The Queen of all nixies
The most attractive nixie ever? Avid German nixie tube collector Dieter Wächter calls this this tube ‘The Nixie Queen’ and I see no reason to disagree with him. I make no apologies for copying his regal title. Imagine my surprise and delight when a leading UK nixie tube collector sent me not one, but two different versions of this beautiful and rare tube as a birthday present one year, complete with sockets.
It was extremely generous; the tube is so rare and hard to find that there are few pictures of it lit up anywhere on the web. The one shown here is the HIVAC version. The gold coloured fine honeycomb screen and digit shapes, coupled with the large digit size of 30mm, make this a truly lovely nixie tube to own.
Does size matter ?
Having seen some of the huge Rodan tubes, I would not seriously wish to have them lit up in my domestic environment. The large Burroughs B7971 tubes, used at one time in the New York stock exchange, are equally intrusive. This Hivac tube is attractive and in my opinion fits well into my home without asserting itself too loudly. It’s a gem.
I started thinking how I might make an enclosure that would befit such a tube. I knew from past experience that single tube clocks are prone to being knocked over, due to their slenderness and height. I wanted to make sure, for this rare tube, that I had a solid base, and hopefully one that would not expose the tube too much if it did get knocked over. It might just survive a fall… perish the thought. The base of the clock has some fairly chunky strips of lead fitted, to further resist its being knocked over accidentally.
I like simple shapes. I also like curves. I came up with an idea and decided to make a simple 3D computer model of it, to see if I still liked it – I did.
I originally thought I would place the buttons discretely in a recess at the back of the unit, but when I started to look at the circuit board design I realised it would be better to place the buttons at the front, on the sloped face. For now I have left holes through which I can set the time.
Of one thing I was sure, for this and all future clocks, the clock would have backup in case of power failure. It is tedious having to reset the clock each time it is unplugged.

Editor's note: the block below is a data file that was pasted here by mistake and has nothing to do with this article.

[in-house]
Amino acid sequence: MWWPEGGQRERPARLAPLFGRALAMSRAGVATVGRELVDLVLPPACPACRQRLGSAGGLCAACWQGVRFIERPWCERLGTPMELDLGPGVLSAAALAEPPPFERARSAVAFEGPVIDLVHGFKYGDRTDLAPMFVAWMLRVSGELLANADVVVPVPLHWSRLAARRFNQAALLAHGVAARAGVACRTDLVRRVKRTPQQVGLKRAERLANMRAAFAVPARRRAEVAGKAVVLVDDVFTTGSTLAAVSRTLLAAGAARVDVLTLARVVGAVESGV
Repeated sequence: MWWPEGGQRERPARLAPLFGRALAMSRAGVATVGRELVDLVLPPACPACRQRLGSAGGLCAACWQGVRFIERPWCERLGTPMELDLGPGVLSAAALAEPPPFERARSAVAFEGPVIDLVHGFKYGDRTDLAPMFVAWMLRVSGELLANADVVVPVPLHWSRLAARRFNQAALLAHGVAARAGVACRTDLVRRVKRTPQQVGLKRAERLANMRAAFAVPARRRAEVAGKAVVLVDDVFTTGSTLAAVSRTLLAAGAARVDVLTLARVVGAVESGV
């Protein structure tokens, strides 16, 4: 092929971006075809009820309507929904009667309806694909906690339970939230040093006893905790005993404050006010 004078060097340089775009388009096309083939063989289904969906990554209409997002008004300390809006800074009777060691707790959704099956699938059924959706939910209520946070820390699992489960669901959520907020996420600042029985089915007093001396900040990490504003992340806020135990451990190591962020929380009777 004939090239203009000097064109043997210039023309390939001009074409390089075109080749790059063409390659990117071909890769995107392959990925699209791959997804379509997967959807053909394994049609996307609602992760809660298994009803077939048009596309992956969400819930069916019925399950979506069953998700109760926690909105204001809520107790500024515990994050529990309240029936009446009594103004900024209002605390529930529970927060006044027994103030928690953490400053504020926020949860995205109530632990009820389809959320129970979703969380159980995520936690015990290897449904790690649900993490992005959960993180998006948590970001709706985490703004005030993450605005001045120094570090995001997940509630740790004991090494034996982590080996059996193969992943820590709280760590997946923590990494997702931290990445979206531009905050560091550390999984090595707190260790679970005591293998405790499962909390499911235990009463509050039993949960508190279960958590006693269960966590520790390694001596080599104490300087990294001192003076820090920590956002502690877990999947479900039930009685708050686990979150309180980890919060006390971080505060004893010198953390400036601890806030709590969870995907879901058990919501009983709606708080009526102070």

I have had success using the Dallas DS3231 and DS3232 I2C chips, so it was logical to use a DS 3231 in this case, using a supercap to provide the necessary power to back the clock up.
I have been trying to use the Maxim 1771, everyone tells me how efficient it is, but for home etched boards it is very picky about layout and feedback paths, so I chickened out and used the trusty 555 timer supply which never fails me, however inelegant it might be to a purist. I am more about design and style than I am about the niceties of electronics.
In use the clock has a variety of modes which can be seen in this video:
In addition the clock can also display the month and day in other selectable modes.
The circuit was designed directly to PCB. The whole thing was so simple that a circuit diagram was not necessary. The postscript data was exported and a board made using my trusty iron-on laser toner method.
The top board houses the tube pins, driver transistors and switches. The lower board connects via a right angled plug and socket and contains the clock chip, microcontroller and high voltage power supply.
Components were wired up, software written, bish-bosh, job done. Well perhaps it took a little longer, but no major issues that I can recall.
A detailed working drawing was set up, so that construction could start. Sections of suitable tubing were cut to provide the curved walls. A central tube was inserted and the slanted face covered with thick styrene.
The central hole was then routed out using a router cutter in a pillar drill and the two holes for setting the clock were drilled vertically.
An acrylic sub assembly was made up to support the electronics. Strips of lead were bolted together and fitted underneath this to provide stability. The case simply slips over the top of the sub-assembly.